Turning to FIG. 9, a number of register values used to generate the RATE value and the LINEAR_RATE value are described. On every clock pulse of the 240 MHz clock of the repeater 40, the RATE value is loaded with an asynchronous value ASYNC if the repeater 40 is not in a data phase. Else, the RATE value is loaded with LINEAR_STEP_RATE, described below, if the current SCSI input clock pulse length has not significantly deviated from the previous SCSI clock pulse, the new RATE is not slower than the old RATE, a predetermined number of SCSI clocks (4) have been sampled, and the linear bit is set. Else, RATE is set to a value of RATE_DET, discussed below in conjunction with FIG. 10, if the RATE has not slowed, RATE_DET is unchanged over two SCSI clocks, and the present transfer mode is not asynchronous. Otherwise, RATE defaults to the speed for Fast—5 as indicated by a value SYNC—5.
The LINEAR_STEP_RATE value discussed above is generated from the XLATED_STEP_RATE values discussed in FIG. 8, based on the average of the number of 240 MHz clocks in the previous SCSI clock pulse and the current SCSI clock. This average is driven into the table of FIG. 8 to provide the XLATED_STEP_RATE value. The LINEAR_STEP_RATE value is recalculated on each SCSI clock pulse. LINEAR_STEP_RATE is employed in the generation of RATE.
A LINEAR_NEW_RATE value is determined based upon the XLATED_LINEAR_RATE value on each SCSI clock pulse. This is based on the average of the number of clocks in the previous SCSI clock pulse and the current SCSI clock, then driven into the table of FIG. 8. The LINEAR_NEW_RATE value is employed in the generation of LINEAR_RATE. Specifically, LINEAR_NEW_RATE is copied into LINEAR_RATE immediately after a SCSI clock pulse if the length of the current SCSI clock pulse has not significantly deviated from the previous SCSI clock, the new LINEAR_RATE is not slower than the old LINEAR_RATE, and a predetermined number of SCSI clocks (4) have been sampled without significant deviations between successive samples. Finally, LINEAR_RATE is only loaded if the linear bit is set.
Turning to FIG. 10, the setting of the RATE_DET value is illustrated. This is illustrated in the form of a flowchart, but would preferably be implemented in ASIC code as a series of IF ELSE statements in combinatorial logic. On each clock pulse of the repeater 40, as indicated in a first step 700, control proceeds to a step 702 where it is determined if a SCSI clock edge is occurring. If not, control proceeds to a step 704, where it is determined whether the repeater 40 is in the data phase for this SCSI transfer. If not in the data phase, the RATE_DET value is reset at step 706. This “resets” the rate determination at the end of each data phase allowing it to “ratchet up” again during the next data phase. Otherwise, and from step 706, control proceeds back to 700.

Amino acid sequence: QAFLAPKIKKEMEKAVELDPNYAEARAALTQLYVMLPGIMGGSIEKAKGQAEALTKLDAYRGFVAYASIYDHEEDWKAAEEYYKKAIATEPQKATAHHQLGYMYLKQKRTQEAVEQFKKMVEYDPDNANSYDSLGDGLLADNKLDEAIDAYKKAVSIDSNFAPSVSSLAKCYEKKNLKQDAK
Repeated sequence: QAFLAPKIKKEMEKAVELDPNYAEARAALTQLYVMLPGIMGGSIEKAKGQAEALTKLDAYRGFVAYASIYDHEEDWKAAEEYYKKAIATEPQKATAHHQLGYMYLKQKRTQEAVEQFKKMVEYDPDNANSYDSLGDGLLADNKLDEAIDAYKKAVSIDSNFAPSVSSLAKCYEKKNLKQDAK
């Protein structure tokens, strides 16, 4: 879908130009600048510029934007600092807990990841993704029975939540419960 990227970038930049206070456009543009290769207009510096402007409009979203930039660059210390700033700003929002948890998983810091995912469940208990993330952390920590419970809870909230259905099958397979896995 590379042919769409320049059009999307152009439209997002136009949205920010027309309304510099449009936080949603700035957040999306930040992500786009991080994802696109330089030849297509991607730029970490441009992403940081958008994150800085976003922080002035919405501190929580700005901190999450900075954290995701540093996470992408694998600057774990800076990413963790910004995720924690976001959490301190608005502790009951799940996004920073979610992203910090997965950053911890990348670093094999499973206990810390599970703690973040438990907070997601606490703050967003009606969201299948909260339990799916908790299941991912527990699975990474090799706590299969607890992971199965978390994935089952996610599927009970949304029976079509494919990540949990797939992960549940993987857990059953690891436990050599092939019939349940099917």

At step 702, if the SCSI clock edge is occurring, control proceeds to step 708, where it is determined if a timer value is greater than TSYNC—5, the number of 240 MHz clocks in 5 MHz SCSI clock. The timer value is reset on each SCSI clock pulse, or when the SCSI bus is idle. If the timer is greater than or equal to TSYNC—5, indicating at least that many periods of the 240 MHz clock have passed (here 45 such cycles), then RATE_DET is set equal to SYNC—5 at step 710. Otherwise from step 708, control proceeds to step 712, where it is determined whether the timer is greater than TSYNC—10, here 21 pulses. If so, RATE_DET is set equal to SYNC—10 at step 714. Otherwise, control proceeds to step 716 where it is determined whether the timer is greater than or equal to TSYNC—20 (here 9 pulses). If so, RATE_DET is set equal to SYNC—20 at step 718. Otherwise control proceeds to step 720, where it is determined whether TSYNC—40 is allowed, only true if the repeater 40 is in the low voltage differential mode. If so, RATE_DET is set equal to SYNC—40 at step 722. Otherwise from step 720, and in any case from steps 710, 714, 718, and 722, control loops to step 700 to wait for the next pulse of the 240 MHz clock.
At this point, it will be appreciated that the timer is reset and begun running again to determine the rate for the next SCSI clock pulse. RATE_DET is copied into RATE on each clock pulse, but only if the RATE has not slowed, the RATE is unchanged over two SCSI clocks, and the signal is not asynchronous. This is discussed above in conjunction with FIG. 9.
Turning to FIGS. 11A-D, illustrated are timing diagrams of a SCSI clock pulse (i.e., REQ or ACK, depending on the transfer direction) and associated data pulses implementing the first clock stretching according to the invention. As discussed above, the SCSI REQ and ACK signals, if idle over time can “pre-charge” the associated signal lines such that it is difficult to maintain signal integrity on subsequent transitions of REQ or ACK. According to the invention, when the REQ or ACK line is idle for more than one microsecond, the first assertion of the corresponding REQ or ACK line is stretched for 112.5 nanoseconds, no matter what the synchronous data rate. This “discharges” the associated REQ and ACK line, such that subsequent transitions have a “cleaner” signal. Referring to FIG. 11A, illustrated is a clock signal 750 and associated data signal 752. The clock signal will either be the ACK (or ACKB) or REQ (or REQB) signal, depending on the direction of data flow, and these signals are active low. In standard fast-40 SCSI, or when the SCSI clock signal has been idle for less than one microsecond, the first clock cycle in the clock signal 750 is 25 nanoseconds long. According to the invention, when a SCSI clock signal 754 has been idle for greater than a predetermined period such as one microsecond, the first active low assertion of the pulse is stretched to 100 nanoseconds, as illustrated in the timing diagram 754 along with its associated data diagram 756.